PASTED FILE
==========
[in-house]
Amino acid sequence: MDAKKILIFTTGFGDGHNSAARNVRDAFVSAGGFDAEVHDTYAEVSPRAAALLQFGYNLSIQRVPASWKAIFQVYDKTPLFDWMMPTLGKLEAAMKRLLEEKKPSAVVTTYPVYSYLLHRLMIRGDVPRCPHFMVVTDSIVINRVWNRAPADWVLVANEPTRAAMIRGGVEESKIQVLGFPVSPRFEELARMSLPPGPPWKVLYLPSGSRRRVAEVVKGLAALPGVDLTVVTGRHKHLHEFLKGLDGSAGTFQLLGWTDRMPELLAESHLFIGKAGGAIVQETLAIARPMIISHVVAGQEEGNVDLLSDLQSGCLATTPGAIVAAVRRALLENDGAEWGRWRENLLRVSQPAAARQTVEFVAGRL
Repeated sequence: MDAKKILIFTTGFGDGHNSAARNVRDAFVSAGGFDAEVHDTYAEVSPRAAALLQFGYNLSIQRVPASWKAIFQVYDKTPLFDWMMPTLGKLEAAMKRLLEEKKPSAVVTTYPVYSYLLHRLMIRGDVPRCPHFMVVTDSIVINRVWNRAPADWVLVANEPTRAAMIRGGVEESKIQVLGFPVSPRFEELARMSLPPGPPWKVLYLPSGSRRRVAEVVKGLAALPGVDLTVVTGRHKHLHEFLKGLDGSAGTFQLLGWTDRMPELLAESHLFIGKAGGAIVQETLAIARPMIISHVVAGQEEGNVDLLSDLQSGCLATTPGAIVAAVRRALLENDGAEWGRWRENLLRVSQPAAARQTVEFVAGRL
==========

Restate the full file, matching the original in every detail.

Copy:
[in-house]
Amino acid sequence: MDAKKILIFTTGFGDGHNSAARNVRDAFVSAGGFDAEVHDTYAEVSPRAAALLQFGYNLSIQRVPASWKAIFQVYDKTPLFDWMMPTLGKLEAAMKRLLEEKKPSAVVTTYPVYSYLLHRLMIRGDVPRCPHFMVVTDSIVINRVWNRAPADWVLVANEPTRAAMIRGGVEESKIQVLGFPVSPRFEELARMSLPPGPPWKVLYLPSGSRRRVAEVVKGLAALPGVDLTVVTGRHKHLHEFLKGLDGSAGTFQLLGWTDRMPELLAESHLFIGKAGGAIVQETLAIARPMIISHVVAGQEEGNVDLLSDLQSGCLATTPGAIVAAVRRALLENDGAEWGRWRENLLRVSQPAAARQTVEFVAGRL
Repeated sequence: MDAKKILIFTTGFGDGHNSAARNVRDAFVSAGGFDAEVHDTYAEVSPRAAALLQFGYNLSIQRVPASWKAIFQVYDKTPLFDWMMPTLGKLEAAMKRLLEEKKPSAVVTTYPVYSYLLHRLMIRGDVPRCPHFMVVTDSIVINRVWNRAPADWVLVANEPTRAAMIRGGVEESKIQVLGFPVSPRFEELARMSLPPGPPWKVLYLPSGSRRRVAEVVKGLAALPGVDLTVVTGRHKHLHEFLKGLDGSAGTFQLLGWTDRMPELLAESHLFIGKAGGAIVQETLAIARPMIISHVVAGQEEGNVDLLSDLQSGCLATTPGAIVAAVRRALLENDGAEWGRWRENLLRVSQPAAARQTVEFVAGRL